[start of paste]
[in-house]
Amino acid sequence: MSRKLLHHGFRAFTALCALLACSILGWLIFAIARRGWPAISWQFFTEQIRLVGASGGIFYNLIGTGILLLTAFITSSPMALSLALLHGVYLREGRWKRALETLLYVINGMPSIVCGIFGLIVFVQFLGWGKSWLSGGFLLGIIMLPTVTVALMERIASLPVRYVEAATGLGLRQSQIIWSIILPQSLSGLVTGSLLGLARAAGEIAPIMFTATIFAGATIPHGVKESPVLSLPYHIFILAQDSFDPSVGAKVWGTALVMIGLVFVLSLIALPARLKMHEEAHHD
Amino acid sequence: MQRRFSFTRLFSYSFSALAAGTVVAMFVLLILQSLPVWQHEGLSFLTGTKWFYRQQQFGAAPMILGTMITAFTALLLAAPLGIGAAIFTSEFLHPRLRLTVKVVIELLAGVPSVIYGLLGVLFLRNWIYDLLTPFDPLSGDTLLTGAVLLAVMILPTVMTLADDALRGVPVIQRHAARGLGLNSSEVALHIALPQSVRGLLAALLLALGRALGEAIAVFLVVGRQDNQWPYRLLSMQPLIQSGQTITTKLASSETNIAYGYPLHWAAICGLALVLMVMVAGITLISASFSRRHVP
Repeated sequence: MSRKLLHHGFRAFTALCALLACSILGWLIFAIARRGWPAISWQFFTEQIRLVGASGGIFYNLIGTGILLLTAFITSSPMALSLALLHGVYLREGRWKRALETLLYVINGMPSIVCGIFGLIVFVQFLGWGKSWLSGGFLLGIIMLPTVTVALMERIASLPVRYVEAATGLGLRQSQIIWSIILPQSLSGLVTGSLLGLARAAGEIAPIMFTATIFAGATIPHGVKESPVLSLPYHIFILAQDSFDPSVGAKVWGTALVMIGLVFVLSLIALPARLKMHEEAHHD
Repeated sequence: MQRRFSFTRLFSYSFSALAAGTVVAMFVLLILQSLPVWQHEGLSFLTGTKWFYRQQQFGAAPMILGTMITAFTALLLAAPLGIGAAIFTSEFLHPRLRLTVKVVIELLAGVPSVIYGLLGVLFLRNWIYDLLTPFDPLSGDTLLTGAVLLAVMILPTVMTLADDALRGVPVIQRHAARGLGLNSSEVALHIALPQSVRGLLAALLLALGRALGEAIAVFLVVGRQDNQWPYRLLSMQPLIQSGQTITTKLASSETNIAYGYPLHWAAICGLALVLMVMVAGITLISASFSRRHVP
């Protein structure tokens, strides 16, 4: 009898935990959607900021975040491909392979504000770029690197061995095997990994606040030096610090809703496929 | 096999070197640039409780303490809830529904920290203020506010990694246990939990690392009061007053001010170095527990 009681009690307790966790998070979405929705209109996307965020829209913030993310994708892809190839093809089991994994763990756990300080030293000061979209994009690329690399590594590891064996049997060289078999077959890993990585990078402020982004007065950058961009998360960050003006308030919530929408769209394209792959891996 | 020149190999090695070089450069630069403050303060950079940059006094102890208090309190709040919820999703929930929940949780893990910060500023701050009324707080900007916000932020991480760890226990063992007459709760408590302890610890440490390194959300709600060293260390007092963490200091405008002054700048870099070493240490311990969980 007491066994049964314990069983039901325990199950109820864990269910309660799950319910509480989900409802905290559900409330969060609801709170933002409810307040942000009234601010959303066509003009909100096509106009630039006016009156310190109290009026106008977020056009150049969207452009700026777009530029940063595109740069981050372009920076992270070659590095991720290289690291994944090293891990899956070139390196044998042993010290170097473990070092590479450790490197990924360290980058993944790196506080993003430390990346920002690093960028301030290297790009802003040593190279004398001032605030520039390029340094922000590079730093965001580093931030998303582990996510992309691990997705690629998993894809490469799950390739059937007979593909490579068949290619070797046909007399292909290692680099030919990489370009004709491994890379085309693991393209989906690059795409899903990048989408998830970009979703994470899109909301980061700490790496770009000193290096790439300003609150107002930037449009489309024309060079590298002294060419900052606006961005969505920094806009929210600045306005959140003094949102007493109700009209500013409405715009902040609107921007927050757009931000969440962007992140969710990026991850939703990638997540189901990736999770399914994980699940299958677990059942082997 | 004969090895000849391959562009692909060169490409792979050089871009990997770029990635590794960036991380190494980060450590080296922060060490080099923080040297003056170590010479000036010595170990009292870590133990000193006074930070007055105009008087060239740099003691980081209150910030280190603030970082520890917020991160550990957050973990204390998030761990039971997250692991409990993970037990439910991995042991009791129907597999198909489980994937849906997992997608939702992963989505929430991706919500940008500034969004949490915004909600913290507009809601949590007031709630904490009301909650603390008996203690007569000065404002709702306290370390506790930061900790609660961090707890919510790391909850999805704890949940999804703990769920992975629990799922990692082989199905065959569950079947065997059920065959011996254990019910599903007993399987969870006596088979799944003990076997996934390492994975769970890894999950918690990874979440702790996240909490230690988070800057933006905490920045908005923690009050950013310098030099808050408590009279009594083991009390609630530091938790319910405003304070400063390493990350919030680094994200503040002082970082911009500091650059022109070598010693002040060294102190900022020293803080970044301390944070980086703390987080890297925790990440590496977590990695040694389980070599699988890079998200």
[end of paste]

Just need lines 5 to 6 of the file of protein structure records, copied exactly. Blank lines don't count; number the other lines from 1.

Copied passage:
Repeated sequence: MQRRFSFTRLFSYSFSALAAGTVVAMFVLLILQSLPVWQHEGLSFLTGTKWFYRQQQFGAAPMILGTMITAFTALLLAAPLGIGAAIFTSEFLHPRLRLTVKVVIELLAGVPSVIYGLLGVLFLRNWIYDLLTPFDPLSGDTLLTGAVLLAVMILPTVMTLADDALRGVPVIQRHAARGLGLNSSEVALHIALPQSVRGLLAALLLALGRALGEAIAVFLVVGRQDNQWPYRLLSMQPLIQSGQTITTKLASSETNIAYGYPLHWAAICGLALVLMVMVAGITLISASFSRRHVP
């Protein structure tokens, strides 16, 4: 009898935990959607900021975040491909392979504000770029690197061995095997990994606040030096610090809703496929 | 096999070197640039409780303490809830529904920290203020506010990694246990939990690392009061007053001010170095527990 009681009690307790966790998070979405929705209109996307965020829209913030993310994708892809190839093809089991994994763990756990300080030293000061979209994009690329690399590594590891064996049997060289078999077959890993990585990078402020982004007065950058961009998360960050003006308030919530929408769209394209792959891996 | 020149190999090695070089450069630069403050303060950079940059006094102890208090309190709040919820999703929930929940949780893990910060500023701050009324707080900007916000932020991480760890226990063992007459709760408590302890610890440490390194959300709600060293260390007092963490200091405008002054700048870099070493240490311990969980 007491066994049964314990069983039901325990199950109820864990269910309660799950319910509480989900409802905290559900409330969060609801709170933002409810307040942000009234601010959303066509003009909100096509106009630039006016009156310190109290009026106008977020056009150049969207452009700026777009530029940063595109740069981050372009920076992270070659590095991720290289690291994944090293891990899956070139390196044998042993010290170097473990070092590479450790490197990924360290980058993944790196506080993003430390990346920002690093960028301030290297790009802003040593190279004398001032605030520039390029340094922000590079730093965001580093931030998303582990996510992309691990997705690629998993894809490469799950390739059937007979593909490579068949290619070797046909007399292909290692680099030919990489370009004709491994890379085309693991393209989906690059795409899903990048989408998830970009979703994470899109909301980061700490790496770009000193290096790439300003609150107002930037449009489309024309060079590298002294060419900052606006961005969505920094806009929210600045306005959140003094949102007493109700009209500013409405715009902040609107921007927050757009931000969440962007992140969710990026991850939703990638997540189901990736999770399914994980699940299958677990059942082997 | 004969090895000849391959562009692909060169490409792979050089871009990997770029990635590794960036991380190494980060450590080296922060060490080099923080040297003056170590010479000036010595170990009292870590133990000193006074930070007055105009008087060239740099003691980081209150910030280190603030970082520890917020991160550990957050973990204390998030761990039971997250692991409990993970037990439910991995042991009791129907597999198909489980994937849906997992997608939702992963989505929430991706919500940008500034969004949490915004909600913290507009809601949590007031709630904490009301909650603390008996203690007569000065404002709702306290370390506790930061900790609660961090707890919510790391909850999805704890949940999804703990769920992975629990799922990692082989199905065959569950079947065997059920065959011996254990019910599903007993399987969870006596088979799944003990076997996934390492994975769970890894999950918690990874979440702790996240909490230690988070800057933006905490920045908005923690009050950013310098030099808050408590009279009594083991009390609630530091938790319910405003304070400063390493990350919030680094994200503040002082970082911009500091650059022109070598010693002040060294102190900022020293803080970044301390944070980086703390987080890297925790990440590496977590990695040694389980070599699988890079998200």